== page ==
“Everyone has adopted many of the innovations of the previous wave, such as revenue management systems and property management software,” he says. “Now, owners and operators are adopting new tools that tend to be more focused on the experience of the individual within the building.” This includes tenant community and engagement apps, new customized services such as package delivery, dog walking, or even fridge replenishment, and other tools that empower individuals to monitor and control the environment in which they live and work.

Traditional owners and operators are facing tenants that expect more, are used to getting everything on demand, and at the same time are less willing to sign long leases or put up with traditional procedures. Technology helps bridge the gap between what tenants expect and what many buildings currently offer.

For example, PropTech firm VTS was founded in 2012 and developed a web-based solution that helps landlords streamline their leasing process. Blackstone tested VTS’s solution for eight months and decided to roll it out across its massive commercial portfolio.

Leasing data used to be a lagging indicator that investors review only a few months after deals actually happen, sometimes only at the end of the year, Poleg says. With a system like VTS, portfolio managers can track leases in real time, see what has been signed, how much has been paid, what type of tenants are more active at which cities, and identify real-time trends, he adds.

Blackstone was so impressed with VTS that it decided to invest in the company and help it grow to new markets, Poleg says. “As a result, VTS is now becoming an industry standard.”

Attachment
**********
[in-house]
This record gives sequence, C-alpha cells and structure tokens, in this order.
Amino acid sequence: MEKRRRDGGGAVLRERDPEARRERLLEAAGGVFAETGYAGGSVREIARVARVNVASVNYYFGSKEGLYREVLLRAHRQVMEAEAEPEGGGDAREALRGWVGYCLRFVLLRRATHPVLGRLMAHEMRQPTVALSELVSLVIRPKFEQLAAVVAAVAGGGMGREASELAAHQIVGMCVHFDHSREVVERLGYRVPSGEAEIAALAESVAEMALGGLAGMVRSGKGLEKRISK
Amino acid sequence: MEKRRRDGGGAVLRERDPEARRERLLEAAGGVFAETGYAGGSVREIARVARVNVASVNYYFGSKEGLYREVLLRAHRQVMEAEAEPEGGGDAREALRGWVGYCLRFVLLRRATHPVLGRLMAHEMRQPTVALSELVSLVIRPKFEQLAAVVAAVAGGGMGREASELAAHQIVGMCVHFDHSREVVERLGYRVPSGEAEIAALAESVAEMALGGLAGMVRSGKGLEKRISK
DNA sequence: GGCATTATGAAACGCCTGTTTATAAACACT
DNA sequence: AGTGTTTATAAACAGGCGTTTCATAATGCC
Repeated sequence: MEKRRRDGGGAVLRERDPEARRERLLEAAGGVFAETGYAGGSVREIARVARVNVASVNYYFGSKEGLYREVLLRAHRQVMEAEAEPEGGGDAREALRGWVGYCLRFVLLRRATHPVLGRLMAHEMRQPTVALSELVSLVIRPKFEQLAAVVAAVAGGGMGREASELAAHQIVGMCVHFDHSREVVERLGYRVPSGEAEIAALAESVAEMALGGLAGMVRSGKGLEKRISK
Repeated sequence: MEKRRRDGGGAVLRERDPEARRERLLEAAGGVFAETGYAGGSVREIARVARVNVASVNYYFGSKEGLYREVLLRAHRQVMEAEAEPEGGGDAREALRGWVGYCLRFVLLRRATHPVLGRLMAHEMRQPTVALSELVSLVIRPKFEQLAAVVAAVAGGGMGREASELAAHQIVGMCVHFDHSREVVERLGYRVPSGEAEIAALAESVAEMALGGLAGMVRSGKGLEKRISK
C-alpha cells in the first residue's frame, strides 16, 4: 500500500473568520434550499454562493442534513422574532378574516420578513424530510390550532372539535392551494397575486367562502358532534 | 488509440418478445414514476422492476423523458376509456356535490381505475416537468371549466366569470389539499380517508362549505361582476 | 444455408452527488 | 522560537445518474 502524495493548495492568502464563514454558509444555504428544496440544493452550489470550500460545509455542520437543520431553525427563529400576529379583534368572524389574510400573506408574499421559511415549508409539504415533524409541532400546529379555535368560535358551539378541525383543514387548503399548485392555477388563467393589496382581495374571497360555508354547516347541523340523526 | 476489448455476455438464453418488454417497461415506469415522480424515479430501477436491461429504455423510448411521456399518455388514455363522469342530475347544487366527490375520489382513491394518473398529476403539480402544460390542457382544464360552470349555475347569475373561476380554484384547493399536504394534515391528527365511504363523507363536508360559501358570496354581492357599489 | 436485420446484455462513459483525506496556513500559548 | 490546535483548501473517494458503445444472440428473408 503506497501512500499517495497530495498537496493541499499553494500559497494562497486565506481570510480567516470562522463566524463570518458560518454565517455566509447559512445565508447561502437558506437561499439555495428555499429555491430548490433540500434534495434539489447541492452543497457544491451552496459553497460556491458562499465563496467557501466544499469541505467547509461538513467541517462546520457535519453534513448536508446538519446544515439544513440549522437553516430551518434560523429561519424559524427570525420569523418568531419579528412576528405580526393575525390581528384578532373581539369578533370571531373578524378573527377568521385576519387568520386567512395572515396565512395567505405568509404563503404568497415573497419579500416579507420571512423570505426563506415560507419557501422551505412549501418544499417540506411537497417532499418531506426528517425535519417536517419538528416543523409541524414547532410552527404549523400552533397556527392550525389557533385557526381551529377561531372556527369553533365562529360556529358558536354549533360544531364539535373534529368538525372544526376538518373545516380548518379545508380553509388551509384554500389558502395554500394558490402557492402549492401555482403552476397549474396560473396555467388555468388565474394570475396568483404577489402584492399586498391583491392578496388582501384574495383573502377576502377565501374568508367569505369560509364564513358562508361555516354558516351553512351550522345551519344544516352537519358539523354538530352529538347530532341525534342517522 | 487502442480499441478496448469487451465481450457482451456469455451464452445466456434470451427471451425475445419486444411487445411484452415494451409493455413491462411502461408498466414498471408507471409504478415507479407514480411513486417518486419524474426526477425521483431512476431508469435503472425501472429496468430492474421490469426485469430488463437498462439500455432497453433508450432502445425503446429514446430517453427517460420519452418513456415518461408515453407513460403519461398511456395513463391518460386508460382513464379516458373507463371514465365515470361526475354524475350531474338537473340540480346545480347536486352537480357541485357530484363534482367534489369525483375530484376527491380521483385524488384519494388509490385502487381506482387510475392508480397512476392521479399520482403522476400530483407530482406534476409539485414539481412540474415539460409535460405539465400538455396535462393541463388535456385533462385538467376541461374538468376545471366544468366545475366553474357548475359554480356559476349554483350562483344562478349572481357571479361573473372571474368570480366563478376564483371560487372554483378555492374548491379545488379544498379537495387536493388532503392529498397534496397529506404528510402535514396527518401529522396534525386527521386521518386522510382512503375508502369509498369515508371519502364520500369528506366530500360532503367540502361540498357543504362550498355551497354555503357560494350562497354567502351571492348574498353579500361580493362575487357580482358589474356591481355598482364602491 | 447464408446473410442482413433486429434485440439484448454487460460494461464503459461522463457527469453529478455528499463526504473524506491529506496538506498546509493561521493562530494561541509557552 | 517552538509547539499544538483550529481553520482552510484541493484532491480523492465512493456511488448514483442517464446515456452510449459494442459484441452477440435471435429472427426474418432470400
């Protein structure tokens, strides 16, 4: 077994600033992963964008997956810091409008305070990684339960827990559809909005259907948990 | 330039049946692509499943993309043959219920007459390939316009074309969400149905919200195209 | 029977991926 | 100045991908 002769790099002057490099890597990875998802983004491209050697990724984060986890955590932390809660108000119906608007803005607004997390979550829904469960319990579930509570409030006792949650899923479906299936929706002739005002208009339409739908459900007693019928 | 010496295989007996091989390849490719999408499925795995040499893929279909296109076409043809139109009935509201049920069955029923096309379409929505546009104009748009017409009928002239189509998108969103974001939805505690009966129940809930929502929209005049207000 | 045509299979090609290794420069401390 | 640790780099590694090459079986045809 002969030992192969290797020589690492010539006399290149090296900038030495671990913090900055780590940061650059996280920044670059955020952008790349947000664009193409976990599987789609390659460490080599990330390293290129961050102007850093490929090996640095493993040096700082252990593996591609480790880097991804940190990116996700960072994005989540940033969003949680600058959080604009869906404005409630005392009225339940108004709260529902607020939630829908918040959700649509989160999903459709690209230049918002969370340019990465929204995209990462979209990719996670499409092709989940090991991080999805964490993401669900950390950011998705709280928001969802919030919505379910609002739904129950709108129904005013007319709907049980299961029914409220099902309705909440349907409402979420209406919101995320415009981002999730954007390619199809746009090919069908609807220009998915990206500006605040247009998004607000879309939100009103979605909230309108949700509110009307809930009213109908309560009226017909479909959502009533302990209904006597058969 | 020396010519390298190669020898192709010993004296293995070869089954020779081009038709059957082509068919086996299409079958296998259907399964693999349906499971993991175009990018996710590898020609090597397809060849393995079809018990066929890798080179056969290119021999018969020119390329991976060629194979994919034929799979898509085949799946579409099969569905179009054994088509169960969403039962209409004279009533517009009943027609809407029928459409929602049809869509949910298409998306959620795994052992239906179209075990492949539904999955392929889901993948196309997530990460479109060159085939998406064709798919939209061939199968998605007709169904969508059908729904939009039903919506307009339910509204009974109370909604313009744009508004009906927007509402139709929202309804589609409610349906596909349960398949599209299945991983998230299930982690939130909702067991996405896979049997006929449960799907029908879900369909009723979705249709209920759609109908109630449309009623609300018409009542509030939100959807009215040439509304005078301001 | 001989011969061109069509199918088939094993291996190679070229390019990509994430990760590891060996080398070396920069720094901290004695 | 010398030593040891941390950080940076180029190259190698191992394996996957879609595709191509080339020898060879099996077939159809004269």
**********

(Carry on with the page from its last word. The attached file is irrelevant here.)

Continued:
Looking Ahead

Bragg notes that because the PropTech space is highly fragmented, many concepts will fail while others will display negligible impact on asset values, but there will be some that can be big and valuable.

“As operators sift through myriad new offerings that may slightly improve margins, property investors must cut through the noise to identify the concepts that could ultimately be most impactful,” he says. “For the potential game-changing ideas, a productive exercise includes an exploration of the implications should the disruptive technology succeed.”

Poleg notes real estate is becoming more branded, more serviced, and more flexible, and technology is redefining the meaning of location, visibility, accessibility, and zoning laws.

Over the next few years there will be continued outside capital funding “audacious entrepreneurs” who are looking to transform the way office, residential, hotel, and industrial space is delivered to end users, he says. Many of the new ventures will provide great tools that help landlords run their existing business. But some of these ventures will challenge landlords directly and force them to provide new services, employ different people, and possibly even adopt new corporate structures in order to finance new activities, he adds

In the next few years, O’Brien believes there will continue to be many new PropTechs forming, and ultimately, he expects to see some consolidation in the space as PropTechs combine capabilities to be more relevant to REITs and the broader real estate industry.  

“Like any area of startups, the PropTech space will have winners and losers, and the active involvement of REITs in this space will help determine who the winners and losers are,” he says. “PropTechs will have an increasing impact on REITs in the future and forward-looking REITs should actively engage and work with promising PropTech players.”

Liggio says that despite the tremendous activity the industry has seen over the last five years, PropTech is really just in its nascent stages and he expects to see a lot more growth in the pipeline and more returns on investment from continued innovation.